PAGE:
The mystery object on Friday was chosen by Taylor, a work experience student who assisted me in the collections last week. He picked a particularly tricky specimen:
However, I am pleased to say that Jake immediately spotted that it was a skull that had been sectioned and after some questions and some close guesstimates by Henry Gee (who was working through the various families within the Carnivora), it was eventually correctly identified by Jeremy, who worked out that it was in fact from a lion, Panthera leo (Linnaeus 1758). Jeremy suggested that it might be a tiger before he hit on the correct answer, which gave me pause for thought (or given the context perhaps that should be paws for thought… or perhaps not).
Distinguishing between lion and tiger skulls is not an easy business, even for a professional morphologist. As a result, if there is a skull that lacks good data there is often the possibility that it has been misidentified (something I have come across in a variety of museums). So here’s a helpful hint should you ever need to spot the difference between a tiger and a lion skull:
As you can see, there is a region near the top of the front of the skulls where several bones (the nasals, maxilla and frontals) meet in a vaguely W-shaped pattern of sutures. In lions tigers the centre of the W (the top-most point where the nasal bones meet the frontals) is above an imaginary line between the sides of the W (the tops of the sutures between the maxilla and frontal) – the diagram hopefully makes that a bit clearer! In the tiger lion the centre of the W is either on a line with or below the sides of the W (meaning that the tiger lion’s sutures look more like w). This pattern of sutures is quite variable, but so far I have never found a confirmed tiger skull that hasn’t had the nasals extending beyond the maxilla (with an a sample size of at least 30).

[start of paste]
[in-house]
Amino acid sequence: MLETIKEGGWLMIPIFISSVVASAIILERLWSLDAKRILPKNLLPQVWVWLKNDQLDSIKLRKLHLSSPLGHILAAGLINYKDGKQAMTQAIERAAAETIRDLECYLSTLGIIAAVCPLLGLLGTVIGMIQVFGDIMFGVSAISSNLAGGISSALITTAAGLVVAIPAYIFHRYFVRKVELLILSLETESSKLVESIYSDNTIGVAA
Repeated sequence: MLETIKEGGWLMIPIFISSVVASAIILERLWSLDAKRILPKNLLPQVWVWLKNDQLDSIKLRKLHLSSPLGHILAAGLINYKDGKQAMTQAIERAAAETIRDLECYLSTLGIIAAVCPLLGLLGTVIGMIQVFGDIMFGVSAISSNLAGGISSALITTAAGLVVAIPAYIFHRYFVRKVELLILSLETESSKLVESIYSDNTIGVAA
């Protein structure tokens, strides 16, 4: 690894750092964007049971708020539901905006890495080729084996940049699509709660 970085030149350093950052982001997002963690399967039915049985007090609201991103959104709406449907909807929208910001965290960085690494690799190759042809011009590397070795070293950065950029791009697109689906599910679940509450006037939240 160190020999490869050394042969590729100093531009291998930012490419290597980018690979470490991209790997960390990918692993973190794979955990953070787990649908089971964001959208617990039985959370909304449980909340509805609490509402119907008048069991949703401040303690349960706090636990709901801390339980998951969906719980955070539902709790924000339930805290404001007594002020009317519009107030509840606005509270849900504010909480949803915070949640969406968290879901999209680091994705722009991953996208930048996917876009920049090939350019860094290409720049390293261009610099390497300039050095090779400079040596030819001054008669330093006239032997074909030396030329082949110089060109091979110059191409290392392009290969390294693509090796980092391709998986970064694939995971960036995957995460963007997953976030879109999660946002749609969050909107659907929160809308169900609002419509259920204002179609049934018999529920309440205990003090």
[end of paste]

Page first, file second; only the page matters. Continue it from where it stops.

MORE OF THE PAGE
The simplest way to think of it is that lions tigers have nasal bones that extend further up the head than tigers lions. This could potentially be because lions generally live in drier habitats than tigers, so they may need a larger area for the attachment of nasal turbinates. These turbinates are thin folds of bone inside the nose that help reduce water loss during breathing. Perhaps more on them another time… [apologies for all the strike-throughs, Jack Ashby at UCL muesums reminded me that the sutures work the other way round – my excuse is that I was doing this in a hurry when tired. Cheers Jack!]
So well done to everyone who took part and many thanks to Taylor, who managed to baffle the editor of Nature with this particular object – no mean feat given Henry’s pinpoint accuracy last week!